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Worthy, but relentlessly grim
on 17 January 2013
The Grass Is Singing is the debut novel of Nobel Prize for literature winning Doris Lessing, set in Southern Rhodesia, where Lessing was born, there is a deliberate attempt to make the area represent all South Africa as a whole.
I've always had a "thing" for Africa and always enjoy finding novels set in the continent. This particular novel is the story of Mary Turner, and begins with reports of her murder, from there it traces Mary's story from her childhood to her untimely demise.
On one level The Grass Is Singing is interesting from the point of view of how much Lessing used autobiographical content, I wondered if the young Mary freed from her parents by education represented young Doris whereas the older frustrated farmers wife Mary who wishes for a less impoverished lifestyle represented her mother Emily, and essentially the fear, which is sadly realised for Mary, of "ending up just like her mother".
The other level is the examination of Apartheid society, and the shocking yet entirely acceptable in its day, bigotry and racism, it's quite eye-popping.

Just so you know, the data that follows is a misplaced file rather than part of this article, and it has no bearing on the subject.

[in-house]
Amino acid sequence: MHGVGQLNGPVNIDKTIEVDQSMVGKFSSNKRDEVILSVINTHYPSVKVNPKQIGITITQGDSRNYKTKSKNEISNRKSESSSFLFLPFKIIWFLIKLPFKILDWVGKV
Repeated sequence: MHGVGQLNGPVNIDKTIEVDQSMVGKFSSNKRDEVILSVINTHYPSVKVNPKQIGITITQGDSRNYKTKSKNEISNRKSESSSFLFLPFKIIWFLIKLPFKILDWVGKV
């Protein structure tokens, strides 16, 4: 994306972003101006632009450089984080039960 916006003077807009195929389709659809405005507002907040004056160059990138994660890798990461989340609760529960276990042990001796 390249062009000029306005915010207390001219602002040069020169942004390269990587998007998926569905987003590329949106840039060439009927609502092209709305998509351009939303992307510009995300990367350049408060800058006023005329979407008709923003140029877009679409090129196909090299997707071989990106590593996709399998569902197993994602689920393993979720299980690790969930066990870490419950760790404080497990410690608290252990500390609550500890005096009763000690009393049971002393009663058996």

Doris Lessing is someone who "I've been trying to get along with" for some time, because someone I admire is a great fan, but this is the third book of hers I have now read with four others yet to go on my Book Mountain and I still haven't clicked with her.
My problem with The Grass Is Singing in the end is how grim it is. A relentlessly depressing, hopeless sinking of a woman who married because she felt like she had to. It's very well written of course, but not really the kind of novel one reads for enjoyment, and instead "an issues based thing" which are nevertheless good to read from time to time for the point of being cultured, but many novelists manage to both make you think and enjoy the plot and this doesn't do that really.